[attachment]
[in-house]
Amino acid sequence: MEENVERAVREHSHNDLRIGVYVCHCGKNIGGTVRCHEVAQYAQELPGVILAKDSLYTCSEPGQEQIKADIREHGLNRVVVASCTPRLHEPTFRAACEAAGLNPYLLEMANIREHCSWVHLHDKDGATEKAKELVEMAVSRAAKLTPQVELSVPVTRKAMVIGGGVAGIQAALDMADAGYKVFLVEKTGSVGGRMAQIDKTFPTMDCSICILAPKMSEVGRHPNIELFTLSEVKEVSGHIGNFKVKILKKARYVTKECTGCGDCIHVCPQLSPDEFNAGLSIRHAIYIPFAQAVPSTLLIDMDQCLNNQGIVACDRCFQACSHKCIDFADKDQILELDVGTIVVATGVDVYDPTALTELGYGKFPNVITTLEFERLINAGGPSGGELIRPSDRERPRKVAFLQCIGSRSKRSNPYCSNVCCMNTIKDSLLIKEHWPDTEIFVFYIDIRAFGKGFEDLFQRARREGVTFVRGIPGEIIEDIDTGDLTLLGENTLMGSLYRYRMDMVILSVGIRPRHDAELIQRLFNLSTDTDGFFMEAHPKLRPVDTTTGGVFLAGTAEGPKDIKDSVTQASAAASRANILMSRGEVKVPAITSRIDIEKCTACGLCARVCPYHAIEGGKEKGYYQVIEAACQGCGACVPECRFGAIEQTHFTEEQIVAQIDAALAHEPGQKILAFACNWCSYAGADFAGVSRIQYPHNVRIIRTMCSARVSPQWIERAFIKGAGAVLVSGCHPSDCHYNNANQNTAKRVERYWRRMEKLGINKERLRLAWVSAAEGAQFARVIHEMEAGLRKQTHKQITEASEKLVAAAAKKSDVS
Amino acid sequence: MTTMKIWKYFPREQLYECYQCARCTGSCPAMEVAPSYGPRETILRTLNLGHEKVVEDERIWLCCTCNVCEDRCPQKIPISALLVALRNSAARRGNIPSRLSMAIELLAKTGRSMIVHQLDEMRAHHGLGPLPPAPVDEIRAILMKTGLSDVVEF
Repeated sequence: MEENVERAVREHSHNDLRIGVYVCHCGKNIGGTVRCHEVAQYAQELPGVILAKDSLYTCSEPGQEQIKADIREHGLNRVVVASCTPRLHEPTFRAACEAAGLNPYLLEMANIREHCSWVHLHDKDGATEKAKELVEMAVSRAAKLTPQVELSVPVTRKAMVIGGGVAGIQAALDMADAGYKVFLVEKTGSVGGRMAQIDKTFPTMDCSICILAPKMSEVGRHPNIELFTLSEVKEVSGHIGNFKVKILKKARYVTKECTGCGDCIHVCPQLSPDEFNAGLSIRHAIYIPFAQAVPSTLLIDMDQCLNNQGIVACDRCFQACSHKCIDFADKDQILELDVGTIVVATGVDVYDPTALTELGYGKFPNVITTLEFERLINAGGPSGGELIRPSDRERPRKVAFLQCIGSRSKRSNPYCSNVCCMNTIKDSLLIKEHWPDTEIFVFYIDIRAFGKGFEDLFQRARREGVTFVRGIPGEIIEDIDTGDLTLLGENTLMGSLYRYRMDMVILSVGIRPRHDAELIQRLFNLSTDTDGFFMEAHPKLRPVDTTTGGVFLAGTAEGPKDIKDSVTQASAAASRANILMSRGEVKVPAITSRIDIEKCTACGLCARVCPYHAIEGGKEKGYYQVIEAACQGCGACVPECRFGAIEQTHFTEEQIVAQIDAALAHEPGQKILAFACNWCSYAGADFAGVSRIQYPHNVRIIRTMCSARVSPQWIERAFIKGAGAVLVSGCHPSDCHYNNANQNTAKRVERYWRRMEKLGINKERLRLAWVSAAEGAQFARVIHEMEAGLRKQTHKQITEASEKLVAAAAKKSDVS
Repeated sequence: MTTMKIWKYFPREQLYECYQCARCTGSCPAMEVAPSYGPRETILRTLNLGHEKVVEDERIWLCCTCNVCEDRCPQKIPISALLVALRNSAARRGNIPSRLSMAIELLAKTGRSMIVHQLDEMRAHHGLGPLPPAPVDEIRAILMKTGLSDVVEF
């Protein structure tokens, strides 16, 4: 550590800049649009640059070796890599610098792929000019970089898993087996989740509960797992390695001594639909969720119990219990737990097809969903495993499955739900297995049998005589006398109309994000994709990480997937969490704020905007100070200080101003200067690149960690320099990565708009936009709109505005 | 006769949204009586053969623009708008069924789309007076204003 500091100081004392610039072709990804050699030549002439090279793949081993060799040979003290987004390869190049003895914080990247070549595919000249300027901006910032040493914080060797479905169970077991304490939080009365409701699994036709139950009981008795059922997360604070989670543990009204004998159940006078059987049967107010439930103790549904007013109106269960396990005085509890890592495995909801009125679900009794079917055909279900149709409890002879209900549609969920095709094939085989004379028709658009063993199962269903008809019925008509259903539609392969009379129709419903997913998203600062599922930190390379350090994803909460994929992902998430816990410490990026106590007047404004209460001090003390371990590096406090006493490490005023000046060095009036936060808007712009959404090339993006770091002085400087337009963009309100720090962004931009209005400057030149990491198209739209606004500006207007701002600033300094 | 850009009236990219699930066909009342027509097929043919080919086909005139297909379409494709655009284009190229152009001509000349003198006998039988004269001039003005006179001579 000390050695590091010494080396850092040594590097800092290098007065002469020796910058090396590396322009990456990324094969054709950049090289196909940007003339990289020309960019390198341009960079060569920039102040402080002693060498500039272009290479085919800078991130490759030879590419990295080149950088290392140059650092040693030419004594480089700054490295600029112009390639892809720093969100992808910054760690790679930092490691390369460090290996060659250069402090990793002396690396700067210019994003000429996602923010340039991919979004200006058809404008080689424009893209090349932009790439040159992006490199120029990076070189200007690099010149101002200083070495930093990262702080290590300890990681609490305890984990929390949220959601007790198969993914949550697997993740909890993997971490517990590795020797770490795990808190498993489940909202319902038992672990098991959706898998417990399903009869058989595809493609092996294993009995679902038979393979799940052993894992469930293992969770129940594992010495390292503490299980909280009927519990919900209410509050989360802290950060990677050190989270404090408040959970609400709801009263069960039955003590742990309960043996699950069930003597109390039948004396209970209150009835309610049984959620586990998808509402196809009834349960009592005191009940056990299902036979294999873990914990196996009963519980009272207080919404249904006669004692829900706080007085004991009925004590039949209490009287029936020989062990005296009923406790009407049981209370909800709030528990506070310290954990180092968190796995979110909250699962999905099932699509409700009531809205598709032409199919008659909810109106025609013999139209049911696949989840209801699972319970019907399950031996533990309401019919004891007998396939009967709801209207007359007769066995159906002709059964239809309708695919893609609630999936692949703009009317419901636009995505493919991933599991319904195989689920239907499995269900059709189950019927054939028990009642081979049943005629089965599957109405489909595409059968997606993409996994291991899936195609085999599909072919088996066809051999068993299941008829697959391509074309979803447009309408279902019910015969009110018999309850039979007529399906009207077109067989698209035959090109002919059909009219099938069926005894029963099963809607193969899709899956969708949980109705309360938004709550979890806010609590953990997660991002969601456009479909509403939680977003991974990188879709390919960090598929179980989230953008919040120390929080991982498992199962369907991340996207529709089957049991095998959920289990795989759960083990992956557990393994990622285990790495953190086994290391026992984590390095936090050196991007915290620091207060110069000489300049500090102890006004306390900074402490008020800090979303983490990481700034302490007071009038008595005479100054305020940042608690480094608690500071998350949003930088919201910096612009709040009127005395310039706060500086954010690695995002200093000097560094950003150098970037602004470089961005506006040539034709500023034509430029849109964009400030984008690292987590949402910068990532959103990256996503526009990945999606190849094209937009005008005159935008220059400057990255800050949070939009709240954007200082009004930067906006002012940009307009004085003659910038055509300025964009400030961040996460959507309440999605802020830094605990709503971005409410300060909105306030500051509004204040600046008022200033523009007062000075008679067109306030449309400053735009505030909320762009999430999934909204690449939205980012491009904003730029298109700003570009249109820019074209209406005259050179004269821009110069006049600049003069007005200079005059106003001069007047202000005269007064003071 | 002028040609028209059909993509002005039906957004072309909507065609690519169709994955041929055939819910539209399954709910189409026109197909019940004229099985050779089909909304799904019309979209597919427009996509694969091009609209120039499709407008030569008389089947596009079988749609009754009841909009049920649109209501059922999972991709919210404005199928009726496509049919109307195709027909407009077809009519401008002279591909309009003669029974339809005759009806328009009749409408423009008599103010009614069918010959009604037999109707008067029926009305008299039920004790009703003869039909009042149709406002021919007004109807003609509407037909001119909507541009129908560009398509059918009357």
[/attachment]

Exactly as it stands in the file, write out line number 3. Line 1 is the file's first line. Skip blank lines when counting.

Amino acid sequence: MTTMKIWKYFPREQLYECYQCARCTGSCPAMEVAPSYGPRETILRTLNLGHEKVVEDERIWLCCTCNVCEDRCPQKIPISALLVALRNSAARRGNIPSRLSMAIELLAKTGRSMIVHQLDEMRAHHGLGPLPPAPVDEIRAILMKTGLSDVVEF